Van Lier Fellowship
The Van Lier Fellowship program aims to advance the careers and creative practice of Asian American artists living in New York City. This program supports early-career arts practitioners whose work shows outstanding promise in the fields of theater, music, and visual art to further develop their talent and to help establish them in the professional arts community.
Created by the will of Sally Van Lier, the New York Community Trust carries out Edward and Sally Van Lier’s legacy of arts appreciation by supporting arts groups and training programs to provide education, training, or other support to young artists.
The fellow receives a cash stipend of $6,000 and an eight-month fellowship tailored to respond to the unique needs of their practice. The fellowship includes artistic mentorship with an established or mid-career professional, leadership coaching, and support to help them pursue their artistic career and develop new work.
Please note that A4’s Van Lier Fellowship is on pause for 2023.
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Connor Sen Warnick is a Chinese-American filmmaker, writer, and researcher with an extensive background in fine arts and avant-garde cinema. Employing a rigorous formal and investigative approach to narrative fiction filmmaking, Warnick’s work probes questions of personal identity, mysteries of the everyday, and the codes that people live by. His recent films, which include Late, by any Clock (2021) and The Colorless Creek (2019), have screened at Anthology Film Archives, The Tank, and Syndicated Theater.
A lifelong New Yorker, Warnick received his B.A. in both Visual Art and Film Studies from Columbia University in 2018. He is currently based in Chinatown, Manhattan. With the support of the Van Lier Fellowship, he plans to realize his first feature-length narrative film: Characters Disappearing. Set in 1971 amidst the origins of the Asian-American movement, Characters Disappearing is a project dedicated to the multiplicity of experiences and communities interacting within the complicated history of Asian-Americans in New York, much of which has been overlooked or forgotten as time has passed, but that can now reemerge with renewed urgency in the present day.
Lesley Mok is a drummer, composer, and improviser based in Brooklyn, NY. Interested in the ways social conditions shape our beings, Lesley’s work focuses on transposing, augmenting, and overacting humanness to explore ideas about normalcy, alienness, and privilege. She explores this by writing in a way that subverts traditional instrumental roles, often utilizing extreme ranges and unconventional timbres, while creating a context that allows for simultaneously different musical perspectives. By maintaining an agile and improvisatory approach, Lesley creates fantastical and evocative sound worlds through the use of dissonance.
Collaborating with artists such as Jen Shyu, Cory Smythe, and Tomeka Reid, Lesley has honed a unique voice as a drummer and percussionist by employing a dynamic range of timbres and orchestrations. She is deeply inspired by the Cuban rumba tradition, often playing in sparse counterpoint to others in an ensemble and choosing to highlight choice moments in the music.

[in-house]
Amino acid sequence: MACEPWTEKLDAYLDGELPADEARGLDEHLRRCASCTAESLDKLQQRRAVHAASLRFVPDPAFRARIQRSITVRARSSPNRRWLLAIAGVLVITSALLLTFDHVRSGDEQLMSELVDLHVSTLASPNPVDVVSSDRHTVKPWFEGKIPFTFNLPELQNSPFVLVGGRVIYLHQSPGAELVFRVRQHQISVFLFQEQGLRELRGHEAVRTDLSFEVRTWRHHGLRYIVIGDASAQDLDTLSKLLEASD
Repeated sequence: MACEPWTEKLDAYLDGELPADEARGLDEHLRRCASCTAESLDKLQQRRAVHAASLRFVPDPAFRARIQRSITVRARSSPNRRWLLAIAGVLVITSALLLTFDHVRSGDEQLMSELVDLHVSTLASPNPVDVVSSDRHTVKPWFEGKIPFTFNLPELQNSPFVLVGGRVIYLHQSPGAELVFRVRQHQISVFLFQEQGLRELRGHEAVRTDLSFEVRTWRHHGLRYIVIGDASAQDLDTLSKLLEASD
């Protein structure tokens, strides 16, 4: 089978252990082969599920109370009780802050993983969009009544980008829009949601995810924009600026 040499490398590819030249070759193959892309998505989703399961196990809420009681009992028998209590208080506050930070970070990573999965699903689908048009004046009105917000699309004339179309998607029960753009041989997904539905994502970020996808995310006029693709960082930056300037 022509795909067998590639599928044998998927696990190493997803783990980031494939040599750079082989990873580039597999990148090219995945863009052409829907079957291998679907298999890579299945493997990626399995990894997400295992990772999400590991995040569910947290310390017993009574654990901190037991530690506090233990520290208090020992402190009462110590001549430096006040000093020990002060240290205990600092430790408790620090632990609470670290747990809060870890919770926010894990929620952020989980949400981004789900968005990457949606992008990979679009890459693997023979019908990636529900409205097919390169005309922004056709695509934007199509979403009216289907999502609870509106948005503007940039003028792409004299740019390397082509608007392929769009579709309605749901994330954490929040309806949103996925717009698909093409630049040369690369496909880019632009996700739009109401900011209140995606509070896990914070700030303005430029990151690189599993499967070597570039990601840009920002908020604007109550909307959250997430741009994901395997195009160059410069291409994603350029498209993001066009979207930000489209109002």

Lesley’s work has been recognized by many performing arts ensembles and organizations. She is the winner of the 2021 ASCAP Herb Alpert Young Composer Award and performs her work in her nine-piece improvising chamber ensemble, The Living Collection. She is an alumnus of Mutual Mentorship for Musicians, the Berklee Global Jazz Institute, and the Banff Program for Jazz & Creative Music.
Lesley holds a BA and MA in Contemporary Performance from Berklee College of Music in Boston, MA.
Miranda Cornell is a Japanese-American theater director, producer, and educator born and bred in Brooklyn, New York. She strives for an American Theater that is radically inclusive, and her mission as a theater maker is to tell stories that are unabashedly sincere, irrevocably alive, and deeply collaborative. Select directing credits include Head and Heart, a concert of songs written and performed by artists under the age of 25 for New York Musical Festival; Revolt. She said. Revolt again. (Vassar College); the North American premiere of Breach Theatre’s It’s True, It’s True, It’s True (Idlewild Theatre Ensemble); Mr. Burns, a post-electric play (The Philaletheis Society); #Blessed, or How to Be Saved and Know It at the New York International Fringe Festival; We Go Together, Hamlet & Ophelia, Very Bad Words, and The Road Trip (Semicolon Theatre Company). Assistant directing credits include McCarter Theatre Center, the Experimental Theater of Vassar College, New York Stage and Film, and The TEAM.
She has worked with Theatre For A New Audience, the New Victory Theater, Theatre Communications Group, and is currently a 2019/2020 Directing & Producing Apprentice at McCarter Theatre Center. Miranda is a graduate of Vassar College where she double majored in Drama and Education, was awarded the Molly Thacher Kazan Prize for directing, and received top honors on her Education thesis about culturally reflexive, socially engaged theater curriculum for the adolescent classroom. She is a proud alum of SITI Company’s Summer Training Institute and NYSAF/Powerhouse Theater Training Program.